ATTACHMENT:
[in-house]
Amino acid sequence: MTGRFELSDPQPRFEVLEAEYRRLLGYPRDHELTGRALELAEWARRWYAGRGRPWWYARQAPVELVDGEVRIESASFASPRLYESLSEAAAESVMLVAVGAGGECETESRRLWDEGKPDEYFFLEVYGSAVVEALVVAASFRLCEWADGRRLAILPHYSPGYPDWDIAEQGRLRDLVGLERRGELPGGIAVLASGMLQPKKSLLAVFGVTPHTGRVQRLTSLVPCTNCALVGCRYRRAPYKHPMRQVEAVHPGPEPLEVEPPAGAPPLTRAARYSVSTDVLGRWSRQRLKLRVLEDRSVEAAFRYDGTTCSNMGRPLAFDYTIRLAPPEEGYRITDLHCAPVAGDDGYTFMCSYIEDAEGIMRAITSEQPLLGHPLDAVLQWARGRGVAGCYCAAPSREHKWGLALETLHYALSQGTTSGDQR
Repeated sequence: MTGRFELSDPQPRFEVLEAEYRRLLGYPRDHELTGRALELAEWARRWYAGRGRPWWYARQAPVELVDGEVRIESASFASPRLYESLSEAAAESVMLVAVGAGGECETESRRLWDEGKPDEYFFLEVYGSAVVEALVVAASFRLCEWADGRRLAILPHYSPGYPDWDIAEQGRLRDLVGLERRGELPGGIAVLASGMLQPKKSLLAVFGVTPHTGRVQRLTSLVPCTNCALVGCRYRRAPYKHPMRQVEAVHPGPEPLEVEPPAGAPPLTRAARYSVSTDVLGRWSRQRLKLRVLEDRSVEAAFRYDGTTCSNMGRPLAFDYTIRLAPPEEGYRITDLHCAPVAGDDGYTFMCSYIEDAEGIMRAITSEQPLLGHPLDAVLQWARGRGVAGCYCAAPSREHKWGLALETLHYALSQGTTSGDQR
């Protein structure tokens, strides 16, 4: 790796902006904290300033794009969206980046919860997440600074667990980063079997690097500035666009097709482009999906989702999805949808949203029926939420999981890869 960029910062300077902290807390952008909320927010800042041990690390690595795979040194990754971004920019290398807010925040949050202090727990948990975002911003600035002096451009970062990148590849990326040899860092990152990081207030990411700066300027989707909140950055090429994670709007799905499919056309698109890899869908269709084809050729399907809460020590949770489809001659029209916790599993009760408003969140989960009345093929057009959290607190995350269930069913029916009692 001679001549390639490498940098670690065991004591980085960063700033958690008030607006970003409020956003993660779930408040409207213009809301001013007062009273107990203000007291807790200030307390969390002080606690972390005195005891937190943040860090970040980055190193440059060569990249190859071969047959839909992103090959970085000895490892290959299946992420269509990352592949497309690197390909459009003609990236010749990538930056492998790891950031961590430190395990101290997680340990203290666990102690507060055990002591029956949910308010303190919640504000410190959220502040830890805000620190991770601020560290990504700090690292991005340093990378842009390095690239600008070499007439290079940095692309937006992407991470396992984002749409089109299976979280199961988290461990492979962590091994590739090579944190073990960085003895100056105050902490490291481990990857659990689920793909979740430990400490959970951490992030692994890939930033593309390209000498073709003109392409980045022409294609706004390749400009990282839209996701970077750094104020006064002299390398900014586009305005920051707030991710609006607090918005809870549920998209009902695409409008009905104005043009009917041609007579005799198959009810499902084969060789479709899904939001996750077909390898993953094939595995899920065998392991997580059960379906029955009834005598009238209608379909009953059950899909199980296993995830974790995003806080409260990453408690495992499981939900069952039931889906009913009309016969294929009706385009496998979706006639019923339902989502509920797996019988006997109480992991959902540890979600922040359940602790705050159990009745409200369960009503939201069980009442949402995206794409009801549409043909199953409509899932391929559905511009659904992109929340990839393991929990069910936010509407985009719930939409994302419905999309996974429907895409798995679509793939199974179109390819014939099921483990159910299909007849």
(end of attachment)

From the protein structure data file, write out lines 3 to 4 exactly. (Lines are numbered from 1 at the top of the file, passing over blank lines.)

Repeated sequence: MTGRFELSDPQPRFEVLEAEYRRLLGYPRDHELTGRALELAEWARRWYAGRGRPWWYARQAPVELVDGEVRIESASFASPRLYESLSEAAAESVMLVAVGAGGECETESRRLWDEGKPDEYFFLEVYGSAVVEALVVAASFRLCEWADGRRLAILPHYSPGYPDWDIAEQGRLRDLVGLERRGELPGGIAVLASGMLQPKKSLLAVFGVTPHTGRVQRLTSLVPCTNCALVGCRYRRAPYKHPMRQVEAVHPGPEPLEVEPPAGAPPLTRAARYSVSTDVLGRWSRQRLKLRVLEDRSVEAAFRYDGTTCSNMGRPLAFDYTIRLAPPEEGYRITDLHCAPVAGDDGYTFMCSYIEDAEGIMRAITSEQPLLGHPLDAVLQWARGRGVAGCYCAAPSREHKWGLALETLHYALSQGTTSGDQR
């Protein structure tokens, strides 16, 4: 790796902006904290300033794009969206980046919860997440600074667990980063079997690097500035666009097709482009999906989702999805949808949203029926939420999981890869 960029910062300077902290807390952008909320927010800042041990690390690595795979040194990754971004920019290398807010925040949050202090727990948990975002911003600035002096451009970062990148590849990326040899860092990152990081207030990411700066300027989707909140950055090429994670709007799905499919056309698109890899869908269709084809050729399907809460020590949770489809001659029209916790599993009760408003969140989960009345093929057009959290607190995350269930069913029916009692 001679001549390639490498940098670690065991004591980085960063700033958690008030607006970003409020956003993660779930408040409207213009809301001013007062009273107990203000007291807790200030307390969390002080606690972390005195005891937190943040860090970040980055190193440059060569990249190859071969047959839909992103090959970085000895490892290959299946992420269509990352592949497309690197390909459009003609990236010749990538930056492998790891950031961590430190395990101290997680340990203290666990102690507060055990002591029956949910308010303190919640504000410190959220502040830890805000620190991770601020560290990504700090690292991005340093990378842009390095690239600008070499007439290079940095692309937006992407991470396992984002749409089109299976979280199961988290461990492979962590091994590739090579944190073990960085003895100056105050902490490291481990990857659990689920793909979740430990400490959970951490992030692994890939930033593309390209000498073709003109392409980045022409294609706004390749400009990282839209996701970077750094104020006064002299390398900014586009305005920051707030991710609006607090918005809870549920998209009902695409409008009905104005043009009917041609007579005799198959009810499902084969060789479709899904939001996750077909390898993953094939595995899920065998392991997580059960379906029955009834005598009238209608379909009953059950899909199980296993995830974790995003806080409260990453408690495992499981939900069952039931889906009913009309016969294929009706385009496998979706006639019923339902989502509920797996019988006997109480992991959902540890979600922040359940602790705050159990009745409200369960009503939201069980009442949402995206794409009801549409043909199953409509899932391929559905511009659904992109929340990839393991929990069910936010509407985009719930939409994302419905999309996974429907895409798995679509793939199974179109390819014939099921483990159910299909007849």